USCIS has indicated that as of December 26, 2014 applicants who were scheduled for an interview, and who subsequently rescheduled their interview themselves, or had their interview rescheduled by USCIS, will fall under the first tier. These applicants will receive top priority. Applications that were filed by children will fall under the second tier and receive secondary priority for interview scheduling. Lastly, any other pending affirmative asylum applications are currently being adjudicated in the order that they were received by USCIS. Consequently, the oldest cases that were received by USCIS (cases that were received the earliest) are scheduled first. These applications fall under the third tier and have the lowest priority.

In sum, applicants who were rescheduled for an interview and child applicants will receive first priority.

All other applicants will be required to wait in line for an interview based on the date USCIS received their asylum application. The following table provided by USCIS outlines estimates of scheduling dates for asylum interviews by month and year. The table is based on current caseload and volume of applications waiting in line for an interview. Interviews are currently being scheduled taking into account time and resource constraints of local offices.  It is not uncommon for asylum offices to divert their resources to defensive asylum interviews.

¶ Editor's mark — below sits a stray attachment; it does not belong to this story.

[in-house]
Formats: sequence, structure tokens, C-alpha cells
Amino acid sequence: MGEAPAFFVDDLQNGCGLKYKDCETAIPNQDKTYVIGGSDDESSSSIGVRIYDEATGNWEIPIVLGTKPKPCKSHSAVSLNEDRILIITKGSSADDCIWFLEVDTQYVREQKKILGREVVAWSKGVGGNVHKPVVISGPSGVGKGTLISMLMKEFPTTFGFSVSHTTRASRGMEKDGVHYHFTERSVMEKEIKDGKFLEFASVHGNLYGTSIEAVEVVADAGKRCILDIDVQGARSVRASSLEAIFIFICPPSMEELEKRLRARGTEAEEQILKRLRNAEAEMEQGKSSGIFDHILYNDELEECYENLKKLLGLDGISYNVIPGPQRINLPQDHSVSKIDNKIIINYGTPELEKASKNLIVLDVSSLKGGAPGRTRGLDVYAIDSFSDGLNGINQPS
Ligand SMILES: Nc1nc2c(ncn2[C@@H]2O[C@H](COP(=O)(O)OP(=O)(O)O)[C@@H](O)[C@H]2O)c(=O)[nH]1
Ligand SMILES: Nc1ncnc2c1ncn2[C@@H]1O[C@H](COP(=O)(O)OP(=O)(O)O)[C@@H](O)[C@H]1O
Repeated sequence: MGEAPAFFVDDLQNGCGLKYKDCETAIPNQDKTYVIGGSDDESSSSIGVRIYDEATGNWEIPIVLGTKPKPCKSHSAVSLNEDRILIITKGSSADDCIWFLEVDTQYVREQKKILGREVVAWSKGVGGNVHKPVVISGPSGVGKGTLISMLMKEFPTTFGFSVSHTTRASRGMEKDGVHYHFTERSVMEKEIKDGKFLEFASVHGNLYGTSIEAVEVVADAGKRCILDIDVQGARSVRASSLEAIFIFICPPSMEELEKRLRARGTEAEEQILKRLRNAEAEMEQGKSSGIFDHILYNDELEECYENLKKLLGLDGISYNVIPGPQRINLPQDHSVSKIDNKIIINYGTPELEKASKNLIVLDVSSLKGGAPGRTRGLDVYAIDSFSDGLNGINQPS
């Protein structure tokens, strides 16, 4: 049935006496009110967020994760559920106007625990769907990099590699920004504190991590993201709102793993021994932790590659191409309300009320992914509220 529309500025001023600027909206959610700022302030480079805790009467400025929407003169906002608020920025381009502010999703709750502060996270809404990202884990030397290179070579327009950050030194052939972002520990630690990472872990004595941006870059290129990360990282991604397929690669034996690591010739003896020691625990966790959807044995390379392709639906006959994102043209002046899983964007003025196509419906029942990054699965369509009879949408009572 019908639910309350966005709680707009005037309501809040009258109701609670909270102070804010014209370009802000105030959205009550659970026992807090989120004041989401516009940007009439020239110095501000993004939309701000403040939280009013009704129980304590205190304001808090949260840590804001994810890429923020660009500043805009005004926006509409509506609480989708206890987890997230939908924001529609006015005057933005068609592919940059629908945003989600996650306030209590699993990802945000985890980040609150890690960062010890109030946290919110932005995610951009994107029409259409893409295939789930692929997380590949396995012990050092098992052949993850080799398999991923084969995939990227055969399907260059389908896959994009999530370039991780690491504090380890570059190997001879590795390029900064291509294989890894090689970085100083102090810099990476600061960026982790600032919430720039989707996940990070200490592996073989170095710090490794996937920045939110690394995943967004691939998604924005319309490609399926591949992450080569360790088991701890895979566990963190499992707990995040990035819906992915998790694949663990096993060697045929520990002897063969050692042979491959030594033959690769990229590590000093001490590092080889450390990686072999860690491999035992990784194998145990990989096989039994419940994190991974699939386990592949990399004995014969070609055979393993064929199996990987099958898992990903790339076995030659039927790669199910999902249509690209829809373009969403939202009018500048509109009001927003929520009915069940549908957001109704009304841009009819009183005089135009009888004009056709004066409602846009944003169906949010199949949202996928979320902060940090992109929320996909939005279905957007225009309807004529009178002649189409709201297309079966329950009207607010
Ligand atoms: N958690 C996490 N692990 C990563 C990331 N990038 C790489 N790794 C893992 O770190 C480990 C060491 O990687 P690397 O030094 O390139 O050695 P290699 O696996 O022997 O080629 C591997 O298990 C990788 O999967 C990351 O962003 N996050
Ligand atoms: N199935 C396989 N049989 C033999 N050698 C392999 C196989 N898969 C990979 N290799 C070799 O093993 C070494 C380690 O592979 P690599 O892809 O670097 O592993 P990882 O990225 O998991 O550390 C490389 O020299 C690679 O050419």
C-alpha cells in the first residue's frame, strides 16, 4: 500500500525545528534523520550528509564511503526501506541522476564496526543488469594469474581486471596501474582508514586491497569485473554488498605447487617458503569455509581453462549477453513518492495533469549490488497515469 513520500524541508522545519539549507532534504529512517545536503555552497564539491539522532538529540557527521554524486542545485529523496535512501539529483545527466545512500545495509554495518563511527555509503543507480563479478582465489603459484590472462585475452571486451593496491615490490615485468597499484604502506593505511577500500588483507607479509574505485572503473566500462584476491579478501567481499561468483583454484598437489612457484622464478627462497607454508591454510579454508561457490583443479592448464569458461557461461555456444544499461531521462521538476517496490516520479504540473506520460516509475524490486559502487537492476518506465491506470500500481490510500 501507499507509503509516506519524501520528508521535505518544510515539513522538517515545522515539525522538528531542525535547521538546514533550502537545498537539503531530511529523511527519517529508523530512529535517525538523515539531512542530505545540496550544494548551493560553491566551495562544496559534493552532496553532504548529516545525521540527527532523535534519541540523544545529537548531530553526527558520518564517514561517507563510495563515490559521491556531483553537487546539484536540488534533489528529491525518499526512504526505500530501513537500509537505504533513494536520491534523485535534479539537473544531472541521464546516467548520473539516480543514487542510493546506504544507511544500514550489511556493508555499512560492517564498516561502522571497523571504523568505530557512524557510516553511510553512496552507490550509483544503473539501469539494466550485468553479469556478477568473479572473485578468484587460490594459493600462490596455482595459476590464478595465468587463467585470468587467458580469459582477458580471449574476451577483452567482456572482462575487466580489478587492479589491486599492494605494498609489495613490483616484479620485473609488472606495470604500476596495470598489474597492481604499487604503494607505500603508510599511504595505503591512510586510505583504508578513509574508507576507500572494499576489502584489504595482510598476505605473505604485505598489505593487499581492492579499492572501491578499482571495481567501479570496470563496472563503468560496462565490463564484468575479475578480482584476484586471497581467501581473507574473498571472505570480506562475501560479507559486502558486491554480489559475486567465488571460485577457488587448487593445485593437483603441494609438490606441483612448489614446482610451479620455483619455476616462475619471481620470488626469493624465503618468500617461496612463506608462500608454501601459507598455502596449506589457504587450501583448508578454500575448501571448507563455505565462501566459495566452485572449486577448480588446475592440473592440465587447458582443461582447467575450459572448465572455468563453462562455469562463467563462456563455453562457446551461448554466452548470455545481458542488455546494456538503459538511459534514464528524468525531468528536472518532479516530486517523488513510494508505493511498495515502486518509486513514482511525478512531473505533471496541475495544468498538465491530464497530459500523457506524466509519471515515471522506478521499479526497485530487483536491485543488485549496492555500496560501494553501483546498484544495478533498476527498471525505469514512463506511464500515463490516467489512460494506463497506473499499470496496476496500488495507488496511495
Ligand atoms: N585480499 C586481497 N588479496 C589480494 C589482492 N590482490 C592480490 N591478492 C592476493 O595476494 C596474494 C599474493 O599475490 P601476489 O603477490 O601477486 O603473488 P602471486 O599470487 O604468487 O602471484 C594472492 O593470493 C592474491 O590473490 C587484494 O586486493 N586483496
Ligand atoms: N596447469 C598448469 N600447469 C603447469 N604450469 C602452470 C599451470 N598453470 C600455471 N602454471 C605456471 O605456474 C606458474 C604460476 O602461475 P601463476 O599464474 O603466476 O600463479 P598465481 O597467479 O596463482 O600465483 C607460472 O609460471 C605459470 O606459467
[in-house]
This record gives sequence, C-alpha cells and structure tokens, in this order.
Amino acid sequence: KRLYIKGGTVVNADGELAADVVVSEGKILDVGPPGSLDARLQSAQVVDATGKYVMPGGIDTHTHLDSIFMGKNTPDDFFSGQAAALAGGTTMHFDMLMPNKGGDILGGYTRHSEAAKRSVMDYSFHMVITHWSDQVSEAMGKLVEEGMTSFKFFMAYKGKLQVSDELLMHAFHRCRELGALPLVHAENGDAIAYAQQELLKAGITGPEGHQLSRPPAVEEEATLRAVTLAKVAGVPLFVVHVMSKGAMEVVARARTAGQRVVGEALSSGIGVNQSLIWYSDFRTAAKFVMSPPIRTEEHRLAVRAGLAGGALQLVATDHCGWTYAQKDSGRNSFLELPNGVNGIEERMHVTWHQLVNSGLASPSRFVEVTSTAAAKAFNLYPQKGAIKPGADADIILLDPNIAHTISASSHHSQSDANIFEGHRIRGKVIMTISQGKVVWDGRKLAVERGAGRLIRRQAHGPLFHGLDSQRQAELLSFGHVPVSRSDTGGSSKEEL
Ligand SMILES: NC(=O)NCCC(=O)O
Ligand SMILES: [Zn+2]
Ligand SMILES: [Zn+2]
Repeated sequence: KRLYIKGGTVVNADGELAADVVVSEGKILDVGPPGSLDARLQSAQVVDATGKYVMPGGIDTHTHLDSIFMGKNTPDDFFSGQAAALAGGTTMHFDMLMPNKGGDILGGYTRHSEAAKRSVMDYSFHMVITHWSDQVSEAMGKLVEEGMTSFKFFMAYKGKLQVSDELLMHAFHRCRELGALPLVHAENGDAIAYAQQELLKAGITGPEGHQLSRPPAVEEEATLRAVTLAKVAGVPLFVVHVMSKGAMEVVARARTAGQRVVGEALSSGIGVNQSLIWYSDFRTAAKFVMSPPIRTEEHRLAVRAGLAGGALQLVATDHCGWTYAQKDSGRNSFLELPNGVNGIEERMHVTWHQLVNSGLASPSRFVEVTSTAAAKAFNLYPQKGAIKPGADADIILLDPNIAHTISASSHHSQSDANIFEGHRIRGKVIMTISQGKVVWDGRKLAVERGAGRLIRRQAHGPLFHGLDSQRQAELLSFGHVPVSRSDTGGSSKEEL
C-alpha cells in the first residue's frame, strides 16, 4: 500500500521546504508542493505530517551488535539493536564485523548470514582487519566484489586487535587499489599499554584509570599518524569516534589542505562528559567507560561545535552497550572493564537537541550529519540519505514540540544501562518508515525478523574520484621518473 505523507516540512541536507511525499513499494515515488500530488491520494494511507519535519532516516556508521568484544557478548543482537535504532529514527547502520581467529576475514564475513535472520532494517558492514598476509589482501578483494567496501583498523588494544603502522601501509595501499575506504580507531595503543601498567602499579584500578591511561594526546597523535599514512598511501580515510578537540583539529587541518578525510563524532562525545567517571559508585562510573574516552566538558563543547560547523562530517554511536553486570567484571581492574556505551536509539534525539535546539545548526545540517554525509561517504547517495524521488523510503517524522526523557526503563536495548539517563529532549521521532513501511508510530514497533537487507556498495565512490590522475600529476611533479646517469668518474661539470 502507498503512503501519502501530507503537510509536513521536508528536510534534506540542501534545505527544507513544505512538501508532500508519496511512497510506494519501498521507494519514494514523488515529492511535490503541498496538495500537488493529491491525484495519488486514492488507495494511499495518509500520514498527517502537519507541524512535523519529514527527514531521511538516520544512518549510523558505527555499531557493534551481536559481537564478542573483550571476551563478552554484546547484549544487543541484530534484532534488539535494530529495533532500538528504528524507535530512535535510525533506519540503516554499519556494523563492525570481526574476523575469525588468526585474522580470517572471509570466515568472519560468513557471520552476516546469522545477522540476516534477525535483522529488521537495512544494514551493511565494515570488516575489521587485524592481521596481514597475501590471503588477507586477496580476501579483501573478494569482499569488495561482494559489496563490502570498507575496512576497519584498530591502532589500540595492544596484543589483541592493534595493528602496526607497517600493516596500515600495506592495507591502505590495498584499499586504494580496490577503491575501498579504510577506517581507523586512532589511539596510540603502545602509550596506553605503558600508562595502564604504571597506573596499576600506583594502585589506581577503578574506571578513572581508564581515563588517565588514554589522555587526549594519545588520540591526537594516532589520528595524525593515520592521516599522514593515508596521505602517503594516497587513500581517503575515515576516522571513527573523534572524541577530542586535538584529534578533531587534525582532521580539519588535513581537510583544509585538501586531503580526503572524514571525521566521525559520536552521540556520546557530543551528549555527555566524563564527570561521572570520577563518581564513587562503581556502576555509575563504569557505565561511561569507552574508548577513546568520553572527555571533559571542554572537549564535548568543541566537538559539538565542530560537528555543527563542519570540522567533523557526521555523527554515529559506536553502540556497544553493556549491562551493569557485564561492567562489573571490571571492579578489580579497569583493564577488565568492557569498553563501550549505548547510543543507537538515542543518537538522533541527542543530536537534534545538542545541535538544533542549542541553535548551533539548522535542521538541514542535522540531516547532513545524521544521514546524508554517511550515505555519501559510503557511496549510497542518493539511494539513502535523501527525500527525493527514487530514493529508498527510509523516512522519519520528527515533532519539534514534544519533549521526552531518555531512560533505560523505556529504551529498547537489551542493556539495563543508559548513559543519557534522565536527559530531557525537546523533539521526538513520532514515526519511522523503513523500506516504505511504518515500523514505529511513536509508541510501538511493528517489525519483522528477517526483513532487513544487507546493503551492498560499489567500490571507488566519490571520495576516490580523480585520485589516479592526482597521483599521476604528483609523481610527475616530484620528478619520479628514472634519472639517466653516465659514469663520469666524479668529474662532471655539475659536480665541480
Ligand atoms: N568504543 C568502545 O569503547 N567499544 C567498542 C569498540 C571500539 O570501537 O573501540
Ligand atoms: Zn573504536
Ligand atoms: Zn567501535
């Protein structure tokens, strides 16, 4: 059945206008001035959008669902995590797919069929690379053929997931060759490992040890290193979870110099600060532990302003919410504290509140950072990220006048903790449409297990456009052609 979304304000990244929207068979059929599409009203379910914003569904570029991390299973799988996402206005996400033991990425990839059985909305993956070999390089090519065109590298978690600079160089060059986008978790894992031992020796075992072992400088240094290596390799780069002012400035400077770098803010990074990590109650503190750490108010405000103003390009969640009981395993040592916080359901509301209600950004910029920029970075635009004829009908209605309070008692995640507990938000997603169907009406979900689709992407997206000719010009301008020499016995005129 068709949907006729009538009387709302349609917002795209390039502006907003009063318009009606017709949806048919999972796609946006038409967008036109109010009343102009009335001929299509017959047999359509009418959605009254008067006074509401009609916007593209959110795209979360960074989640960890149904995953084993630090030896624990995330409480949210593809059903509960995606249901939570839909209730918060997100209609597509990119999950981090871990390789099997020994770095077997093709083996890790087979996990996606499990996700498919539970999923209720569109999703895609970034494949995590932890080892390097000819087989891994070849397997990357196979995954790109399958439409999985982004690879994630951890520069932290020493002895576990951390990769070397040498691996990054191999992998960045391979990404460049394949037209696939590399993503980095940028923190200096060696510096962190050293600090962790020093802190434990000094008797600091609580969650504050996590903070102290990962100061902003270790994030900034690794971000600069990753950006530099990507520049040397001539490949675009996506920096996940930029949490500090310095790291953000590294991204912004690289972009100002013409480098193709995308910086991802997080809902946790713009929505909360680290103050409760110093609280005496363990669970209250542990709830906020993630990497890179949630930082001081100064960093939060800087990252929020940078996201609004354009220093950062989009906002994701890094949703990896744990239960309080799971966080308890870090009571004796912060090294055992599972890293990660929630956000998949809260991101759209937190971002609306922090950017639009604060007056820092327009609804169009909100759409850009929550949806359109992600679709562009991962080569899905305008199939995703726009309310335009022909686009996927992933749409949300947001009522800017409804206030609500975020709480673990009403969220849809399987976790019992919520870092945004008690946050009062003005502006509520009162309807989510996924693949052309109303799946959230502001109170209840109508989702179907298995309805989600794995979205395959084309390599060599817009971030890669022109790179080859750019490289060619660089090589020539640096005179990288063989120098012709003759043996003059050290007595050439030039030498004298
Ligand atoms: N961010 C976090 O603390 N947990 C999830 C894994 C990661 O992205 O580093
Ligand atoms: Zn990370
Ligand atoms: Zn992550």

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A new factsheet published by AILA and Kids in Need of Defense (KIND) provides statistics on the representation and removal of unaccompanied children and families facing removal proceedings before immigration court. The data concludes that an overwhelming number of unaccompanied children and families are ordered removed from the United States, despite having demonstrated a legitimate fear of persecution or torture and passing a credible fear interview, making these individuals viable candidates for asylum, prosecutorial discretion, or other relief from deportation. This is due to a lack of legal representation and legitimate concern for the due process of law.

Families Passing Credible Fear in preliminary interviews with federal asylum officers

On the whole, the majority of families in detention centers demonstrate a legitimate fear of persecution or torture and maintain a high rate of approval during credible fear interviews;

  • In preliminary interviews with asylum officers, approximately 90% of families successfully demonstrated a credible fear of persecution or torture;
  • Upon completion of these interviews, approximately 88% of detained families pass their credible fear interviews;
  • The USCIS Asylum Office has indicated that the credible fear passage rates remain unchanged—at a rate of 90%;
  • DHS data indicates that 53% of 121 individuals, arrested by DHS during the January raids, lacked legal representation before immigration court;